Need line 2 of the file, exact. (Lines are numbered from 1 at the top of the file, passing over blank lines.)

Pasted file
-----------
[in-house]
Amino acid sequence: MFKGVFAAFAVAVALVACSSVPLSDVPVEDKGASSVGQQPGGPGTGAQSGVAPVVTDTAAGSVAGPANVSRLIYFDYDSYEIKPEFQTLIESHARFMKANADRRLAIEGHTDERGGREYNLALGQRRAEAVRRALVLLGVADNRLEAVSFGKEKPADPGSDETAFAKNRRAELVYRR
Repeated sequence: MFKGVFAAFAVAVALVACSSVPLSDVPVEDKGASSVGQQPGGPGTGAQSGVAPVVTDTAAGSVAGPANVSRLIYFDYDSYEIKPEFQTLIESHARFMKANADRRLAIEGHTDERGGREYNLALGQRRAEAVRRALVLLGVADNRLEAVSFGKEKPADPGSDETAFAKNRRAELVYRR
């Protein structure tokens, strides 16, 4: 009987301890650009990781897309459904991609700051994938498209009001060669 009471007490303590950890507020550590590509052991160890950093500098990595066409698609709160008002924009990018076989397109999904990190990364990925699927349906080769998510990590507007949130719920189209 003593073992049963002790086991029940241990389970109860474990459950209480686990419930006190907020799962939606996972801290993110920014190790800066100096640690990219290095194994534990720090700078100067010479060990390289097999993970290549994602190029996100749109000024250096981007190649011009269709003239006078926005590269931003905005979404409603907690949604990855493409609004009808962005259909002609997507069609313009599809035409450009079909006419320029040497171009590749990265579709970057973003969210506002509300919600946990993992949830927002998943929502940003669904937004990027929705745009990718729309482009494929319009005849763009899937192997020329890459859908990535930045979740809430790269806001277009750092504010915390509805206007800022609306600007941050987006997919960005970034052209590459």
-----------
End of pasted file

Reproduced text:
Amino acid sequence: MFKGVFAAFAVAVALVACSSVPLSDVPVEDKGASSVGQQPGGPGTGAQSGVAPVVTDTAAGSVAGPANVSRLIYFDYDSYEIKPEFQTLIESHARFMKANADRRLAIEGHTDERGGREYNLALGQRRAEAVRRALVLLGVADNRLEAVSFGKEKPADPGSDETAFAKNRRAELVYRR